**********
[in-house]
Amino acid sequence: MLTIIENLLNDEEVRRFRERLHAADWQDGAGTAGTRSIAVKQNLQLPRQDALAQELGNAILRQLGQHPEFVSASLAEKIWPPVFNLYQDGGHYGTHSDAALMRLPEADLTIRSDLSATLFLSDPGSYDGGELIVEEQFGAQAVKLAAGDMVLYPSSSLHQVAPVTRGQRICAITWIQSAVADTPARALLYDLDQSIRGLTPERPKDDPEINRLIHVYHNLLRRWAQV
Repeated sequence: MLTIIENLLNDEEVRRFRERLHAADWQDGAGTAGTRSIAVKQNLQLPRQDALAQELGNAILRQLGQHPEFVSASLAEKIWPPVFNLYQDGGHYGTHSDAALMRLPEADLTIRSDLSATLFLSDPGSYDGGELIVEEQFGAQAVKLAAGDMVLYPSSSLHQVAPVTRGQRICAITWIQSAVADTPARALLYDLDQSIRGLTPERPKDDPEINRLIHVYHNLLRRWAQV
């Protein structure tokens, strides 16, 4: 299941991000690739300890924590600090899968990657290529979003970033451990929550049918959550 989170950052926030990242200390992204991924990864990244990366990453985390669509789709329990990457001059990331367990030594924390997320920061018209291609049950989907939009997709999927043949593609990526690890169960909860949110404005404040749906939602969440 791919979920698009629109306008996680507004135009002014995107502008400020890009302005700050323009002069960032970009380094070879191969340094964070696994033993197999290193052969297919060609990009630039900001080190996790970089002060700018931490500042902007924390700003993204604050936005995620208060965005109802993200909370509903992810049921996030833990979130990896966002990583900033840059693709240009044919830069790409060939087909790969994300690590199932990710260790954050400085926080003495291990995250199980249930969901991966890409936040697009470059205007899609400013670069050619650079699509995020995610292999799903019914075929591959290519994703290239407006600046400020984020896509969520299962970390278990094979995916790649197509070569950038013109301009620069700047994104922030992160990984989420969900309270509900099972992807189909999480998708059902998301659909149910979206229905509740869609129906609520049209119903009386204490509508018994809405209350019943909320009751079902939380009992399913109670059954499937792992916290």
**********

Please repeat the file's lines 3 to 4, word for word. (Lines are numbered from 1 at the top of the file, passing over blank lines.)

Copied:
Repeated sequence: MLTIIENLLNDEEVRRFRERLHAADWQDGAGTAGTRSIAVKQNLQLPRQDALAQELGNAILRQLGQHPEFVSASLAEKIWPPVFNLYQDGGHYGTHSDAALMRLPEADLTIRSDLSATLFLSDPGSYDGGELIVEEQFGAQAVKLAAGDMVLYPSSSLHQVAPVTRGQRICAITWIQSAVADTPARALLYDLDQSIRGLTPERPKDDPEINRLIHVYHNLLRRWAQV
């Protein structure tokens, strides 16, 4: 299941991000690739300890924590600090899968990657290529979003970033451990929550049918959550 989170950052926030990242200390992204991924990864990244990366990453985390669509789709329990990457001059990331367990030594924390997320920061018209291609049950989907939009997709999927043949593609990526690890169960909860949110404005404040749906939602969440 791919979920698009629109306008996680507004135009002014995107502008400020890009302005700050323009002069960032970009380094070879191969340094964070696994033993197999290193052969297919060609990009630039900001080190996790970089002060700018931490500042902007924390700003993204604050936005995620208060965005109802993200909370509903992810049921996030833990979130990896966002990583900033840059693709240009044919830069790409060939087909790969994300690590199932990710260790954050400085926080003495291990995250199980249930969901991966890409936040697009470059205007899609400013670069050619650079699509995020995610292999799903019914075929591959290519994703290239407006600046400020984020896509969520299962970390278990094979995916790649197509070569950038013109301009620069700047994104922030992160990984989420969900309270509900099972992807189909999480998708059902998301659909149910979206229905509740869609129906609520049209119903009386204490509508018994809405209350019943909320009751079902939380009992399913109670059954499937792992916290």